Creationists often cite evidence of "sudden catastrophes" as evidence of the flood. One of those particular claims concerns woolly mammoths. The Following Questions come from an article at Answers in Genesis, while the answers come from an article at the National Center for Science Education.

How could the animals have endured the extremely cold winters? What would they eat?

William R. Farrand (1961) has investigated claims like these, and laid many of the exaggerations to rest. In particular, he proves that these animals were arctic animals, and he proves that the Berezovka mammoth was really rather putrified. He gives a chart of the plants found in the stomach of the Berezovka mammoth: they are all arctic plants like conifers, tundra grasses, and sedges. The mammoths had a thick insulating underwool beneath their shaggy coat of hair to shield them from the arctic cold. Ice age cave artists painted pictures of mammoths in their caves, a fact that should settle once and for all that the mammoths were arctic creatures.

Most puzzling of all is how did the mammoths and their companions die en masse and how could they have become encased in the permafrost?

The cold Siberian rivers could easily wash carcasses of the mammoths to the river deltas during the spring thaw. I'm sure there were thousands of spring thaws which could cause this. But it should be noted that there is really very little frozen mammoth flesh lying around in Siberia. Farrand points out how only 39 mammoths have been found with some of their flesh preserved; of these, only four have been found more or less intact, including the Berezovka mammoth.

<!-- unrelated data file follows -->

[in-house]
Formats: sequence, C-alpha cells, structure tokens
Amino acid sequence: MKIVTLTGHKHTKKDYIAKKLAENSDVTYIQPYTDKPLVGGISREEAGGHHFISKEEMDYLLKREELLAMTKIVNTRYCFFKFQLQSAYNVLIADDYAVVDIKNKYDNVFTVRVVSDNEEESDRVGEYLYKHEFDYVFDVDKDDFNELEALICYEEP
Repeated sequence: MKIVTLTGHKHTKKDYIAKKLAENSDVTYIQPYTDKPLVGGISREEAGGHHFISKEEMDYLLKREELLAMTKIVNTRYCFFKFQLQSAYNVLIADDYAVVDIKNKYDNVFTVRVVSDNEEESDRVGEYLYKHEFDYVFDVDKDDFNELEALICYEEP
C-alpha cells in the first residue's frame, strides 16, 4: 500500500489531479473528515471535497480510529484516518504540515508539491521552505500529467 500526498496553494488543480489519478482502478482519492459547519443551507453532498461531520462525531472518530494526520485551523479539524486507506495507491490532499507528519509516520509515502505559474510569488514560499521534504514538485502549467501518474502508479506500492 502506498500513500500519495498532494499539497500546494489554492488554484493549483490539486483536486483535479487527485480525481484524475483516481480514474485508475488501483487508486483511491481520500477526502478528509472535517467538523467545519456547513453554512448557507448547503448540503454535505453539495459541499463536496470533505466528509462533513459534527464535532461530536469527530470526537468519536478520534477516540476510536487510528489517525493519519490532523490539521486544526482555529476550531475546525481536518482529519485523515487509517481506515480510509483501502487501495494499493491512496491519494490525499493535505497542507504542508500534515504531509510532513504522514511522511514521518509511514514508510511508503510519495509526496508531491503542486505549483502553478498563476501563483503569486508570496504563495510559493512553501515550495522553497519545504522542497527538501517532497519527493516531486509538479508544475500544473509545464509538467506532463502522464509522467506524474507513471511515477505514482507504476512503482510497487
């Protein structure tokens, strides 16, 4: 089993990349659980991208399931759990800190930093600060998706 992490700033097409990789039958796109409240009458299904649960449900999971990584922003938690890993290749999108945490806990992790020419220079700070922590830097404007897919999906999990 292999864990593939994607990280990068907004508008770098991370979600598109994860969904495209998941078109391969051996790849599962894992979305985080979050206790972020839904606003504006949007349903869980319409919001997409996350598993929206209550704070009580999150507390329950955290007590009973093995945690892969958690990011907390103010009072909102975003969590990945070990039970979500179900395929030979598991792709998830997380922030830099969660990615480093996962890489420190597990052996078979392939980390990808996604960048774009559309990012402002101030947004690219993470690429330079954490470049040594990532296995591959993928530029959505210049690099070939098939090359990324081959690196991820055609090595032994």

Strangely, scientists investigating three woolly mammoths and two woolly rhinos, including the Beresovka mammoth, found they all died by suffocation. For a live animal to die of suffocation, it had to be buried rapidly or drowned.

Here is some additional evidence that a literal Flood of Noah could not have deposited these mammoth remains:
Farrand points out that we find no other species of frozen animals in Siberia except mammoths and wooly rhinoceri. Since these animals were so big and clumsy, they had trouble crossing crevices in the earth's surface, just as modern elephants do. This evidence fits well with the theory that mammoths fell off cliffs and were killed, fell into holes, were buried in landslides, or were caught and buried in ways that more mobile animals like horses and bison were able to avoid. Yet, if the Flood of Noah were literal history, we would expect to find many different species of frozen animals, not just the mammoth and wooly rhinoceros. Also, the radiocarbon dates taken from various frozen mammoth remains span the time period from 11,450 to 39,000 years before the present, and I dare say, 27,000 years is a little long for Noah's Flood. (Click here to read an article about the accuracy of radiocarbon dating).

Farrand shows that the Berezovka mammoth took several days to freeze. Predators had had a chance to mutilate it before this happened. The excavators found the stench of the partially rotted Berezovka mammoth unbearable; even the earth in which it was buried stank. Histological studies of the flesh showed "deep penetrating chemical alterations as the result of very slow decay."
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